A Top Soviet-Era Test Pilot - page 2 | A&S Interview | Air & Space Magazine
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George Mosolov toured the National Air and Space Museum in 2007. (Courtesy Rodney O. Rogers)

A Top Soviet-Era Test Pilot

Georgy Mosolov talks about his favorite MiGs and his friend Yuri Gagarin

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(Continued from page 1)

Mosolov: Miraculously, the airplane held together in the pitching dive. But an aileron bell crank had failed. I had very limited roll control. Moreover, blood on the windscreen and canopy obscured my vision. Finally, I wasn’t feeing very chipper. The airplane had given my head a pretty good beating. But I was still able to land the aircraft successfully. Skill will prevail when luck is with you.

Air & Space: In 1959 you flew the MiG-21 to a world speed record of almost 1500 miles per hour.

Mosolov: I reached about Mach 2.3, significantly more than twice the speed of sound. That was very fast for 1959. It’s interesting that the engine was capable of pushing the MiG-21 above Mach 2.3. However, aircraft stability was a problem at a faster airspeed, so we had to limit the top Mach number.

After I completed the required course for the record, I realized the airplane was just about out of fuel. I was at 44,000 feet about 125 miles from my landing field. I decided to shut the engine down and glide toward my destination. I hoped there would be enough fuel left to start the engine for landing. I tried to restart it twice while descending from 6,000 to 3,000 feet. But it wouldn’t start. I realized I would have either have to eject from the airplane or make a power-off landing.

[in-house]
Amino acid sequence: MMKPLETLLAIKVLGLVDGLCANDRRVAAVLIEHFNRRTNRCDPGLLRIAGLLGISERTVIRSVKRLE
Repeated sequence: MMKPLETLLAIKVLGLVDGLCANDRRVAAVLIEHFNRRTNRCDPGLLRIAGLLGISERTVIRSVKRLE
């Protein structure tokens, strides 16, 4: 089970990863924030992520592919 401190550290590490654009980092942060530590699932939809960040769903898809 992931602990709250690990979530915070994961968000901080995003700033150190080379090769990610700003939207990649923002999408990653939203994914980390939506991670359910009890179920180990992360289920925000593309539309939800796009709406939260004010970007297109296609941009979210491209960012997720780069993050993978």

Air & Space: Mikhoyan Design Bureau and military rules call for an ejection if the engine quits?

Mosolov: Yes, an ejection is what the rules call for. But I decided to make a power off landing anyway.

Air & Space: Did the Soviet authorities call you on the carpet for what you did?

Mosolov: Well, there are some things pilots agree not to talk about. We at MiG didn’t publicize the situation, and the authorities apparently agreed to turn the blind eye. After all, we had just set a world speed record, and the rules for world records don’t specify that you have to have fuel to land. You just have to land where you took off. I did that.

Air & Space: Was there in fact any fuel left in the MiG-21 when you landed?

Mosolov: We drained the fuel tanks after I landed. The result was 8 liters of fuel—a little over two gallons.

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